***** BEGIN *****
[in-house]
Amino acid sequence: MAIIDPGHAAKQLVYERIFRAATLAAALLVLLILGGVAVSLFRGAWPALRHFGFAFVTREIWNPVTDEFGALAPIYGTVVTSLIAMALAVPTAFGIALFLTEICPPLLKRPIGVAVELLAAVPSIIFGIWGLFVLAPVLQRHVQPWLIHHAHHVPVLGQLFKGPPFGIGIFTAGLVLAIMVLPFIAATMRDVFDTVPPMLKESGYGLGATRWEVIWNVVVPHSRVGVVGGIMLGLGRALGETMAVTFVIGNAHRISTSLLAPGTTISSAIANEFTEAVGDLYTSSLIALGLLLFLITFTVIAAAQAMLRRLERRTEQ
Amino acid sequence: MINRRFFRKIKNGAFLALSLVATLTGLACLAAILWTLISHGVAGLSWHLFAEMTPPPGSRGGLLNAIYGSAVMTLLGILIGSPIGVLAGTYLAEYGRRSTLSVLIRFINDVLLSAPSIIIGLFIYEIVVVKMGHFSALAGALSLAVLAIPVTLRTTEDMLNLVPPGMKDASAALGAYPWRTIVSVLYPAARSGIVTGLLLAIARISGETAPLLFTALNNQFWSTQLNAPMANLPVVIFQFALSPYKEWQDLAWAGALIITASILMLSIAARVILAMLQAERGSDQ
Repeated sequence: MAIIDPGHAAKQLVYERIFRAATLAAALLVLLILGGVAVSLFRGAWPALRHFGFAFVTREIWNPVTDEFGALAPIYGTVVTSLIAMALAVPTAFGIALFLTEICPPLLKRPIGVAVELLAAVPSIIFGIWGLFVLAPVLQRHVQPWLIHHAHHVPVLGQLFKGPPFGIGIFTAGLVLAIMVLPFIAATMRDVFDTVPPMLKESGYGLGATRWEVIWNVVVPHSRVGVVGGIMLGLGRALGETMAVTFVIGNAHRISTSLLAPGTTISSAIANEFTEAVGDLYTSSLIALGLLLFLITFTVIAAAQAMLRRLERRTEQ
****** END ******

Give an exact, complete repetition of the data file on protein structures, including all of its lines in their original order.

[in-house]
Amino acid sequence: MAIIDPGHAAKQLVYERIFRAATLAAALLVLLILGGVAVSLFRGAWPALRHFGFAFVTREIWNPVTDEFGALAPIYGTVVTSLIAMALAVPTAFGIALFLTEICPPLLKRPIGVAVELLAAVPSIIFGIWGLFVLAPVLQRHVQPWLIHHAHHVPVLGQLFKGPPFGIGIFTAGLVLAIMVLPFIAATMRDVFDTVPPMLKESGYGLGATRWEVIWNVVVPHSRVGVVGGIMLGLGRALGETMAVTFVIGNAHRISTSLLAPGTTISSAIANEFTEAVGDLYTSSLIALGLLLFLITFTVIAAAQAMLRRLERRTEQ
Amino acid sequence: MINRRFFRKIKNGAFLALSLVATLTGLACLAAILWTLISHGVAGLSWHLFAEMTPPPGSRGGLLNAIYGSAVMTLLGILIGSPIGVLAGTYLAEYGRRSTLSVLIRFINDVLLSAPSIIIGLFIYEIVVVKMGHFSALAGALSLAVLAIPVTLRTTEDMLNLVPPGMKDASAALGAYPWRTIVSVLYPAARSGIVTGLLLAIARISGETAPLLFTALNNQFWSTQLNAPMANLPVVIFQFALSPYKEWQDLAWAGALIITASILMLSIAARVILAMLQAERGSDQ
Repeated sequence: MAIIDPGHAAKQLVYERIFRAATLAAALLVLLILGGVAVSLFRGAWPALRHFGFAFVTREIWNPVTDEFGALAPIYGTVVTSLIAMALAVPTAFGIALFLTEICPPLLKRPIGVAVELLAAVPSIIFGIWGLFVLAPVLQRHVQPWLIHHAHHVPVLGQLFKGPPFGIGIFTAGLVLAIMVLPFIAATMRDVFDTVPPMLKESGYGLGATRWEVIWNVVVPHSRVGVVGGIMLGLGRALGETMAVTFVIGNAHRISTSLLAPGTTISSAIANEFTEAVGDLYTSSLIALGLLLFLITFTVIAAAQAMLRRLERRTEQ